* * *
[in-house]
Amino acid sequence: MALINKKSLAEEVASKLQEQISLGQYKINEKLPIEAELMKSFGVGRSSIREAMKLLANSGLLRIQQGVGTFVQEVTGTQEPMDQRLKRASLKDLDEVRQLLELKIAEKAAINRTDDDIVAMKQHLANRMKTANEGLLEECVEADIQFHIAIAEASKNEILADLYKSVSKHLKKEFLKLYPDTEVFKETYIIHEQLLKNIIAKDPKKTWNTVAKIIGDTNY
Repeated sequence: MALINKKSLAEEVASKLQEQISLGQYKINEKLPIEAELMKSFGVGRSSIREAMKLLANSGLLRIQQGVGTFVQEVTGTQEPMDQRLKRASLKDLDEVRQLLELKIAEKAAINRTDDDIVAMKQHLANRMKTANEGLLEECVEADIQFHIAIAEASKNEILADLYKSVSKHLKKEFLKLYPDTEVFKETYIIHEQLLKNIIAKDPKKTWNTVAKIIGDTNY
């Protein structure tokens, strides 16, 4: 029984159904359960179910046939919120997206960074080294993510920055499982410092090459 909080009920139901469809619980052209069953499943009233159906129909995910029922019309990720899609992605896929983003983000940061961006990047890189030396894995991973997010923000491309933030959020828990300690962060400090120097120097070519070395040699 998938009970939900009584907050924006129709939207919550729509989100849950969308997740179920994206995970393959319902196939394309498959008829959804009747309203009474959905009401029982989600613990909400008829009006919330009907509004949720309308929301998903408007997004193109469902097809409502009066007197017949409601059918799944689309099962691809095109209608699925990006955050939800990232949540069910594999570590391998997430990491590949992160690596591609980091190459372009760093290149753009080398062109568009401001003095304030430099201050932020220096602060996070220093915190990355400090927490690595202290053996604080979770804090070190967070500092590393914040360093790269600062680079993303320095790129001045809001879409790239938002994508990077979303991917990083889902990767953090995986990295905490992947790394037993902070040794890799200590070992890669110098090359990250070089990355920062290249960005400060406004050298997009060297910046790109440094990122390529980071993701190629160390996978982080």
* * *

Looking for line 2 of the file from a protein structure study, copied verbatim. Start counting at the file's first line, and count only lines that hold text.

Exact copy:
Amino acid sequence: MALINKKSLAEEVASKLQEQISLGQYKINEKLPIEAELMKSFGVGRSSIREAMKLLANSGLLRIQQGVGTFVQEVTGTQEPMDQRLKRASLKDLDEVRQLLELKIAEKAAINRTDDDIVAMKQHLANRMKTANEGLLEECVEADIQFHIAIAEASKNEILADLYKSVSKHLKKEFLKLYPDTEVFKETYIIHEQLLKNIIAKDPKKTWNTVAKIIGDTNY